The United States on Monday threatened to apply 'unprecedented' financial pressure on Iran along with other punitive measures if Tehran does not give up its reported goal of developing nuclear weapons and alleged destabilising behaviour in the region, including supporting terrorist groups.
At the same time, the Trump administration promised resumption of diplomatic and economic relations with Iran, along with financial aid, and technology transfers if Tehran agreed to a verifiable regime to give up its nuclear weapons and missile programme.
In his first major foreign policy speech, Secretary of State Mike Pompeo sought the support of European allies and other global partners and friends, including India.
"In the strategy we are announcing today, we want the support of our most important allies and partners in the region and around the globe. I don't just mean our friends in Europe," he said.
"I mean Australia, Bahrain, Egypt, India, Japan, Jordan, Kuwait, Oman, Qatar, Saudi Arabia, South Korea, the United Arab Emirates, and many, many others worldwide," Pompeo said in his address at the Heritage Foundation, a top American think-tank.
"I know we share the same goals in facing the challenge from the Iranian regime. We welcome any nation which is sick and tired of the nuclear threats, the terrorism, the missile proliferation, and the brutality of a regime at peace with inflicting chaos on innocent people," he said.
Pompeo demanded that Iran must declare to the International Atomic Energy Agency a full account of the prior military dimensions of its nuclear programme, and permanently and verifiably abandon such work in perpetuity.
Iran, he said, must stop uranium enrichment and never pursue plutonium reprocessing including closing its heavy water reactor.
Demanding that Iran must also provide the IAEA with unqualified access to all sites throughout the country, Pompeo said that Iran must end its proliferation of ballistic missiles and halt further launching or development of nuclear-capable missiles, and it must release all US citizens, as well as citizens of US partners and allies, detained on spurious charges or missing in Iran.
Iran, he said, must end support to Middle East terrorist groups, including Lebanese Hezbollah, Hamas, and Palestinian Islamic Jihad.
Asserting that Iran must respect the sovereignty of the Iraqi government and permit the disarming, demobilisation, and reintegration of Shia militias, Pompeo said that Iran must also end its military support for the Houthi militia and work towards a peaceful political settlement in Yemen.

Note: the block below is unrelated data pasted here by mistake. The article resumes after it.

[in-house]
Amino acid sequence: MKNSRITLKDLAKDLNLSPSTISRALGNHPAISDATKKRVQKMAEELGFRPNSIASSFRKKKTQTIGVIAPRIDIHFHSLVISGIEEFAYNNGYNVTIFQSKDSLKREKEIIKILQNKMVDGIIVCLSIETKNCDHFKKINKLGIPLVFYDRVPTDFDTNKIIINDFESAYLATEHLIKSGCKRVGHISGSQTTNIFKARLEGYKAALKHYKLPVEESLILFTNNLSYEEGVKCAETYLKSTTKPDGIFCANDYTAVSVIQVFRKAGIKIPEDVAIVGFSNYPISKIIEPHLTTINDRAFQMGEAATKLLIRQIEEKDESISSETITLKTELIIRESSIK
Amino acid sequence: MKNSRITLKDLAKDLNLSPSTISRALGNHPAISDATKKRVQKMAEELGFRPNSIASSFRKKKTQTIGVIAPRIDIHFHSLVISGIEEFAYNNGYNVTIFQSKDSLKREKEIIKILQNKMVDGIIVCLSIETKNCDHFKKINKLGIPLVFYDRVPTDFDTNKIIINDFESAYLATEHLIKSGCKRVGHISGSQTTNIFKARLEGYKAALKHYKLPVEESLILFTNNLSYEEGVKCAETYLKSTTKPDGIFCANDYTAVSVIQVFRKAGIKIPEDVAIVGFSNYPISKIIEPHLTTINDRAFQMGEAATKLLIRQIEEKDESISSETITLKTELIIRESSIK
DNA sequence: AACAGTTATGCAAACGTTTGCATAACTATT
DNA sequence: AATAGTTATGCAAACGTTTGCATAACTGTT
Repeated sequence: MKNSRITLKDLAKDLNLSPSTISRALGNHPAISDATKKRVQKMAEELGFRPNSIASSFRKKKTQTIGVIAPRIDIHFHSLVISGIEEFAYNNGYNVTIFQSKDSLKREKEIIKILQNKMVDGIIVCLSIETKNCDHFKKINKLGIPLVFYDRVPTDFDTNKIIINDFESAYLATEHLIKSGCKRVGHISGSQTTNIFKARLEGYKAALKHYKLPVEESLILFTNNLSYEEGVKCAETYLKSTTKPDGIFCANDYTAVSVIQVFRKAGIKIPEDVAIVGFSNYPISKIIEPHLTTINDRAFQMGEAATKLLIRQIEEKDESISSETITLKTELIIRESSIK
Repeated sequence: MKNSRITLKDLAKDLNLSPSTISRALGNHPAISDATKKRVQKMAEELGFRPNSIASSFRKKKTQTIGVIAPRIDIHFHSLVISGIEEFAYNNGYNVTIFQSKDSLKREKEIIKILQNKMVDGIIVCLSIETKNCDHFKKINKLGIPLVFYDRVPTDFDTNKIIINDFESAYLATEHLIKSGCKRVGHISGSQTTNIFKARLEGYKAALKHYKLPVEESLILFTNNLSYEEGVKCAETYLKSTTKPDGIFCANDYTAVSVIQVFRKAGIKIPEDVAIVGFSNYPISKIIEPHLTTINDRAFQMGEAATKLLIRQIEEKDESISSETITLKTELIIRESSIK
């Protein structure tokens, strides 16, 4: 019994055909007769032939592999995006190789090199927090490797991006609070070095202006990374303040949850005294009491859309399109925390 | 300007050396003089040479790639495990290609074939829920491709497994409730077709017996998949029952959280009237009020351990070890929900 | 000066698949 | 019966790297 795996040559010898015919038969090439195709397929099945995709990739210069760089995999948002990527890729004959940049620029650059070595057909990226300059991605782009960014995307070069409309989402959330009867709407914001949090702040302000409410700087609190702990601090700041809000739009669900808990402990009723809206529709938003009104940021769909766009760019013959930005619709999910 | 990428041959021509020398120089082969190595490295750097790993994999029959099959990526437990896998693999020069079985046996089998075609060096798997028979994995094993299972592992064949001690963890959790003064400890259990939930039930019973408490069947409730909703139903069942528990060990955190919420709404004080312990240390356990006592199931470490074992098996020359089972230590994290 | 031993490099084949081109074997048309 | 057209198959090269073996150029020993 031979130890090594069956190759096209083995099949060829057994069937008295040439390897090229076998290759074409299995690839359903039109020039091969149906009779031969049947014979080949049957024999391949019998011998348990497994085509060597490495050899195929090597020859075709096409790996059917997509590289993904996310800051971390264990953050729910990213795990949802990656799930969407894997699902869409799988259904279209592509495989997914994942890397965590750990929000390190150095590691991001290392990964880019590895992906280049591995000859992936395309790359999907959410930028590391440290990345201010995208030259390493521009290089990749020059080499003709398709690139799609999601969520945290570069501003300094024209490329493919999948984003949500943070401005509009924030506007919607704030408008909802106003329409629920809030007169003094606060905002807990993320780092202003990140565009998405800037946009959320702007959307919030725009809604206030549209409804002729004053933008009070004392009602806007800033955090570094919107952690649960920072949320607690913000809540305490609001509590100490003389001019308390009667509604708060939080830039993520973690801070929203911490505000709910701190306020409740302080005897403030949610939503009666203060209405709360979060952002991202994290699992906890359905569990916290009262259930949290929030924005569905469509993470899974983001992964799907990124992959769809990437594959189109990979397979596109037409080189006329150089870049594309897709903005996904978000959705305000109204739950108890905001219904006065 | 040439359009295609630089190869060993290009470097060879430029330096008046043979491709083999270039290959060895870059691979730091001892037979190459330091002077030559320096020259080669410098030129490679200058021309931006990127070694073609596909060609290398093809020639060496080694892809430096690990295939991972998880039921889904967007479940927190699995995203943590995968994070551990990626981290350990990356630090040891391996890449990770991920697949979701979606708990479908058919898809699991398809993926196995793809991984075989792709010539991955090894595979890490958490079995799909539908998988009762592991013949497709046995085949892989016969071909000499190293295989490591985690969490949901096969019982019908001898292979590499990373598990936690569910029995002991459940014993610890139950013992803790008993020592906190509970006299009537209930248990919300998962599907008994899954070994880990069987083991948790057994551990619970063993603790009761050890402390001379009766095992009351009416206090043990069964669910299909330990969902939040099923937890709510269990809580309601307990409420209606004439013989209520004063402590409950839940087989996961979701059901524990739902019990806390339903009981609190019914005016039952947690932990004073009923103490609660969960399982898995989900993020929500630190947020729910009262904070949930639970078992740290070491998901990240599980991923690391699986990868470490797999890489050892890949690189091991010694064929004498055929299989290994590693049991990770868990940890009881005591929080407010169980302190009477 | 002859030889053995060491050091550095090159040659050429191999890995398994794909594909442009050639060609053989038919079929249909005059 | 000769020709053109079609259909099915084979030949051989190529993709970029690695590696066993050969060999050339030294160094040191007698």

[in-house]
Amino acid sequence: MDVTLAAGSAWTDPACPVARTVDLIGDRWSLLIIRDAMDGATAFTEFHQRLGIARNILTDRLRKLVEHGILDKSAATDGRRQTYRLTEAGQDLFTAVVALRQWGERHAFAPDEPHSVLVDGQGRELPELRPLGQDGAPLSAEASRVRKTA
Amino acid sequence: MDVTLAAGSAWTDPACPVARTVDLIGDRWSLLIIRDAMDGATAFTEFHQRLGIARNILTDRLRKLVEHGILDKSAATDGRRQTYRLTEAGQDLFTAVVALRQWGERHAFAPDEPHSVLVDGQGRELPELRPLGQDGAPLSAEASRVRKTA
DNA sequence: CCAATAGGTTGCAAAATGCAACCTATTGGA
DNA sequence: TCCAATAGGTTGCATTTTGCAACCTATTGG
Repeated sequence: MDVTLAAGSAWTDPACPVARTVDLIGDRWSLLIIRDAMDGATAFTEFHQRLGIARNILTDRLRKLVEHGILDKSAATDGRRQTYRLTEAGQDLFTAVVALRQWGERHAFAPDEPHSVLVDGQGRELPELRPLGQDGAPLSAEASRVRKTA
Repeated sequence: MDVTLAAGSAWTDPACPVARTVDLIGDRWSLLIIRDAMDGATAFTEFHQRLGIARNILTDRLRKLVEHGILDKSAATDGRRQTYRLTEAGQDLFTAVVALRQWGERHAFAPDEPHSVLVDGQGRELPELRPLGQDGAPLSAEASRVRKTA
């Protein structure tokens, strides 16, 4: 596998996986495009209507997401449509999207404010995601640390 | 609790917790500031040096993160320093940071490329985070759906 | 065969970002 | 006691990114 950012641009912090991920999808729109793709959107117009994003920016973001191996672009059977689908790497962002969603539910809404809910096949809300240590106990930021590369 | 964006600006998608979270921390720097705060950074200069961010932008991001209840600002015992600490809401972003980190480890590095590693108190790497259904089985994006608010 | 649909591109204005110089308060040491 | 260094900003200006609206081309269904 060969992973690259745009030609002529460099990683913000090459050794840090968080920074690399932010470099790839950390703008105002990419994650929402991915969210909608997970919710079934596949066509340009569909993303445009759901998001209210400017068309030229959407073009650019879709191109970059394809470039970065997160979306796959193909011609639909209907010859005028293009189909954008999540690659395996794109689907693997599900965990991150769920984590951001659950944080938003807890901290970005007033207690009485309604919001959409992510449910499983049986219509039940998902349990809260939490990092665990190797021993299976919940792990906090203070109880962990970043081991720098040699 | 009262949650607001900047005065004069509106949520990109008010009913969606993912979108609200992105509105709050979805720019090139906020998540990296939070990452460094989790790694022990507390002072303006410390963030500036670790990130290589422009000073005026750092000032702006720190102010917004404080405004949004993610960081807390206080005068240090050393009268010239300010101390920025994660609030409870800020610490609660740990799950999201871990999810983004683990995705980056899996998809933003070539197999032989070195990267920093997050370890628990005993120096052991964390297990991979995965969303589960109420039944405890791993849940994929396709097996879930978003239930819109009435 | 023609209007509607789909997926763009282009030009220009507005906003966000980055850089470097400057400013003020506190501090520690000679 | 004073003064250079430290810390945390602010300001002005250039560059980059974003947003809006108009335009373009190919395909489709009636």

He also demanded that Iran must withdraw all forces under Iranian command from Syria, end support for the Taliban and other terrorists in Afghanistan and the region, and cease harbouring al-Qaeda, and it must end its Quds Force's support for terrorists and militant partners.
Pompeo said Iran must also cease its threatening behaviour against its neighbours -- many of whom are US allies. This includes its threats to destroy Israel, and its firing of missiles into Saudi Arabia and the UAE. It also includes its threats to international shipping and destructive cyber-attacks.
"These are 12 basic requirements. This list may seem long to some, but it is simply a reflection of the massive scope of Iranian malign behaviour. America did not create this need for changed behaviour, Iran did," Pompeo said.
The top American diplomat then said that in exchange for major changes from Iran, the US is prepared to take actions which will benefit the Iranian people.
These areas of action include, all principal components of the US sanctions regime, the reestablishment of full diplomatic and commercial relations, access for Iran to advanced technology, and support for the modernisation and reintegration of the Iranian economy into the international economic system.
"Relief from sanctions will come only when we see tangible, demonstrated, and sustained shifts in Tehran's policies. We acknowledge Iran's right to defend its people. But not its actions which jeopardise the world's citizens," Pompeo said.
While seeking support from friends and allies on the new Iranian policy, Pompeo warned that the new Iranian sanctions would kick in if they continued business as usual with Iran.
The US is not asking anything other than Iranian behaviour that is consistent with global norms and the elimination of Iran's capacity to 'threaten' the world with its nuclear activities, he said.
He acknowledged that America's reimposition of sanctions and the coming pressure campaign on the Iranian regime will pose financial and economic difficulties for a number of US friends.
"We want to hear your concerns. But you should know that we will hold those doing prohibited business in Iran to account," he said.
Over the coming weeks, the Trump administration will send teams of specialists to countries around the world to further explain the US policy, discuss the implications of sanctions reimposition, and hear their concerns.